The L: The EP’s title is very evocative. It made me think of Timothy Leary or something. Does it have a specific meaning?
JB Townsend: I like it a lot, but the lyrics are personal just to the singer, Brad. The sound on this one is a little bit warmer, but that’s kind of an accident. When some sort of theme starts to happen accidentally, Brad sees that. I don’t always. So he’ll choose a title that contrasts with other titles a certain way to create an overall image.
The L: But it’s not like you guys sat around and consciously said, “we’re going to change our tone” or whatever? In my head at least, that could ties into the title. “Here’s this lighted space that you can open and enter.”
JT: Right, I can see that. But it’s just the way it went. Not to make it sound less exciting.
The L: Do the songs still start with you on guitar and then get fleshed out by the rest of the band? Do you have different approaches?
JB: There’s different ways. Sometimes I’ll have a song that’s almost completely done that I’ll write on guitar for myself, and then I’ll bring it to them and they’ll write their own parts. There are some songs that we’ll kind of write spontaneously all together. Like, “Dark Eyes” is kind of a simple song, but we kind of just wrote that one together. I like it a lot that way. It’s less pressure on me.
The L: Are you guys all big Lee Hazlewood fans?
JT: Yeah, definitely. He’s a pretty big influence. It’s country, but it’s kind of like “caveman country” or “Mod country.”
The L: He always sounds like he’s chiseled out of rock. He doesn’t seem like a living, breathing man.
JT: Yeah, he’s odd. He was really real though. He’s such a simple songwriter. I think that’s a big part of our thing.
The L: Is there a common thread between Lee Hazlewood and the Blue Orchids cover on the EP that you can identify as being related to the music that you want to make?
JT: We chose the covers on the EP because they are so different. They were written 25-30 years apart from each other. The Blue Orchids are from Manchester in the early 80s, and Lee Hazlewood is from Oklahoma in the 50s. I like the idea of having two things that are so separate covered by one band; two different threads coming together.
The L: Have you seen much of a change in the Brooklyn music scene over the past 5-7 years that you’ve been living in it?
JB: Yeah, there definitely has, especially the last year or two. When we first started there weren’t a lot of likeminded bands, and then all of a sudden there were tons. Now, I feel like a lot of bands that were my friends’ bands are kind of on a decline as far as putting out records. It’s shifting a little bit right now. It seems kind of in limbo. It’s a little bit scary.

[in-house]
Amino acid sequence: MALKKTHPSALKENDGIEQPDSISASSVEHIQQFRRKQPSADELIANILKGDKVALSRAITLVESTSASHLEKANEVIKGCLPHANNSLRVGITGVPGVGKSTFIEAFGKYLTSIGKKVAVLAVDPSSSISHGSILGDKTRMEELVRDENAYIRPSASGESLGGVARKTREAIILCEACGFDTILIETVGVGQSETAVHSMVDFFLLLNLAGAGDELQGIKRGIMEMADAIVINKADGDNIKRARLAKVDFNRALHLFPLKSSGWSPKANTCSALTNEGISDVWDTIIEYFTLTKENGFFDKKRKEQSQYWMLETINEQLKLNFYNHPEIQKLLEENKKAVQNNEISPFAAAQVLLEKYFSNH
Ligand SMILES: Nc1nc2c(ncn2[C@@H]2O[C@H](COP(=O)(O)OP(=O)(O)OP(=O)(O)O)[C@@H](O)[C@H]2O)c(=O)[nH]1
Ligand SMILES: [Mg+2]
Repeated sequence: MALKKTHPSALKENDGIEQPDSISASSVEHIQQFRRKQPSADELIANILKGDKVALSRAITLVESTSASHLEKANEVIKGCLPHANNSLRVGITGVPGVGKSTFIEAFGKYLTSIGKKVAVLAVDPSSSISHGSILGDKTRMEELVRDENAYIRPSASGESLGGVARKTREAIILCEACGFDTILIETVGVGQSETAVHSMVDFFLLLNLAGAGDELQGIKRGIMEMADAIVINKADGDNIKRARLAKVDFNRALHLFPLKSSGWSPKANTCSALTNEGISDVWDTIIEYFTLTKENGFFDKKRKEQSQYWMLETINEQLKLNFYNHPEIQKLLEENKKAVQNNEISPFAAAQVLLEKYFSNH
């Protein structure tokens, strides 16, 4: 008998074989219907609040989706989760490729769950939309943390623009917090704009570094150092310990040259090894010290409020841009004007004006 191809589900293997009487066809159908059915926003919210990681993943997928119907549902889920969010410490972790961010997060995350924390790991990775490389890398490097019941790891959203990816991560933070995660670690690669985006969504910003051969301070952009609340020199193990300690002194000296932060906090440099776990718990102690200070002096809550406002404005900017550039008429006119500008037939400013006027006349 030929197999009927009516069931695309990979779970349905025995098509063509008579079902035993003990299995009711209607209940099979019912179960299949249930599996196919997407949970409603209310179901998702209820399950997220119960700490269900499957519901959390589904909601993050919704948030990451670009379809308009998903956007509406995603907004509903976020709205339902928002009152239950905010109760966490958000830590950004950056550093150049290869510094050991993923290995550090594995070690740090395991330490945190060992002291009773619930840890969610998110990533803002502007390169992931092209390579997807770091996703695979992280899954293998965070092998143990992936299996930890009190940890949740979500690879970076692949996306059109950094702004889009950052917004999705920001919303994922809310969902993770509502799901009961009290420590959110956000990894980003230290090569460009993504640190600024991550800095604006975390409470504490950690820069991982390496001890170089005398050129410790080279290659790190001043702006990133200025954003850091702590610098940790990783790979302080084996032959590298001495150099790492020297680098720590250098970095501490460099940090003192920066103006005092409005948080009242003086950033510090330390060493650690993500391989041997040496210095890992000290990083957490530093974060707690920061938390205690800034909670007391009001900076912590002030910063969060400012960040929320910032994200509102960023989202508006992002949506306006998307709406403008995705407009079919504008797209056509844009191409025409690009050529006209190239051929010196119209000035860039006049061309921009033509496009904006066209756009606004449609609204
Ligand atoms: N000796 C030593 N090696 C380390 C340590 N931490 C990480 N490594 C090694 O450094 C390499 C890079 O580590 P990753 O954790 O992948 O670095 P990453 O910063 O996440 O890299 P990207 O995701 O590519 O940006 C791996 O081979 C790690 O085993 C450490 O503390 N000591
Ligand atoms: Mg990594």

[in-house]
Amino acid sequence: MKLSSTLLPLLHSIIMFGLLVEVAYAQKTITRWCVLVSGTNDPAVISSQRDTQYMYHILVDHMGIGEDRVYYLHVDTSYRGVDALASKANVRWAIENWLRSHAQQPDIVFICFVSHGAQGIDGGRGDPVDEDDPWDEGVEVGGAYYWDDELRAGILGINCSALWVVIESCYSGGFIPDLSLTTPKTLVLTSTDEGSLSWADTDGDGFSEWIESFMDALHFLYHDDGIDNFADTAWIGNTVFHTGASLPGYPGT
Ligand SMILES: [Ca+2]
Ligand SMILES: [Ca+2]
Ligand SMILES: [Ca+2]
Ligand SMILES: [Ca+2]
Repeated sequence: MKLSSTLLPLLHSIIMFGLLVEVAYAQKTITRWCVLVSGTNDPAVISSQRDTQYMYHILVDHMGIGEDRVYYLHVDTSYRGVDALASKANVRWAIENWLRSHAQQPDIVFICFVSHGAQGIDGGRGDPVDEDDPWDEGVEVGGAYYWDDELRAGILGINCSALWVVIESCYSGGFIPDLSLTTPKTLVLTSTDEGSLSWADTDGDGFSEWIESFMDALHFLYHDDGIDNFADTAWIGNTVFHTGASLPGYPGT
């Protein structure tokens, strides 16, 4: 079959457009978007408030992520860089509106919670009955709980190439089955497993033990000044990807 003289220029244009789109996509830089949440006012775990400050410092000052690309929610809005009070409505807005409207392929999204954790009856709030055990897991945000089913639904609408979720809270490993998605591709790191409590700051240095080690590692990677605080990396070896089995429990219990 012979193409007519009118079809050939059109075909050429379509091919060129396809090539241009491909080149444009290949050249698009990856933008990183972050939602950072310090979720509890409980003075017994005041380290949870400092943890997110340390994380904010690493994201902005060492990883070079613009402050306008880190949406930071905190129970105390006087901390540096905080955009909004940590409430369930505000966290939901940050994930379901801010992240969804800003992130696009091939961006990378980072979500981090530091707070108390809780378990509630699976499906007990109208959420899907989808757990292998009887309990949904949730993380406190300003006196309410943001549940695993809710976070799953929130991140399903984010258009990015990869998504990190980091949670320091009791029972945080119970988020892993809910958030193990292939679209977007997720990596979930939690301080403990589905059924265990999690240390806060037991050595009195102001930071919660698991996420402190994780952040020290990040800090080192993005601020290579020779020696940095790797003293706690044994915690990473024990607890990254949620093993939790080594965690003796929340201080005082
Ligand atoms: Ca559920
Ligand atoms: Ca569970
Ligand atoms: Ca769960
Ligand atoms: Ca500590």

The L: Where do you see the Brooklyn music scene going in the next five years?
JB: I really don’t know. There’s always ups and downs with every place. There wasn’t a lot happening here ten years ago. Then there was a thousand bands that wanted to sound like the Strokes. Then everything got really hippied out, maybe six years ago--everything got really tribal and shit. It takes a little while to really know where things are going. Right now it’s pretty varied, it’s all over the place. There are indie bands that are trying to sound like Top 40 pop bands.
The L: We’re still in the relatively early days in the Internet era. We don’t really know yet how this music climate is going to play out in terms of bands forging a career. How do you go about making a continuing catalog of music?
JT: In the small world of indie music it’s kind of the same thing as number 1 records or Top 10 Billboard records. If you listen to them all together they all sound very similar. They all have one weird keyboard sound that everybody uses. Most bands that I like don’t really look to that. They kind of just play based on whatever their record collections are. Whatever they think sounds good. I think that holds more water.
It’s strange nowadays. A big number of people can know your band, I feel like a lot of people have our records digitally. But, I buy a lot of older records, and they’re not rare, but they’re not really easy to find, either. And they made 500,000 copies of them! Now it’s invisible files on somebody’s computer. If it crashed they’d just be gone. 20 years from now, it might be hard to find some of these records.
The L: Brooklyn bands, the Brooklyn DIY bands at least, seem committed to putting out tangible objects. Do changes in format end up changing the art itself?
JT: Maybe. Especially a couple of years ago, bands like Wavves, just recording an album at home on Garage Band and overnight becoming totally buzzed out. It’s just easy and quick. I think the speed with which things can be out there, can contribute also to the speed with which they are forgotten.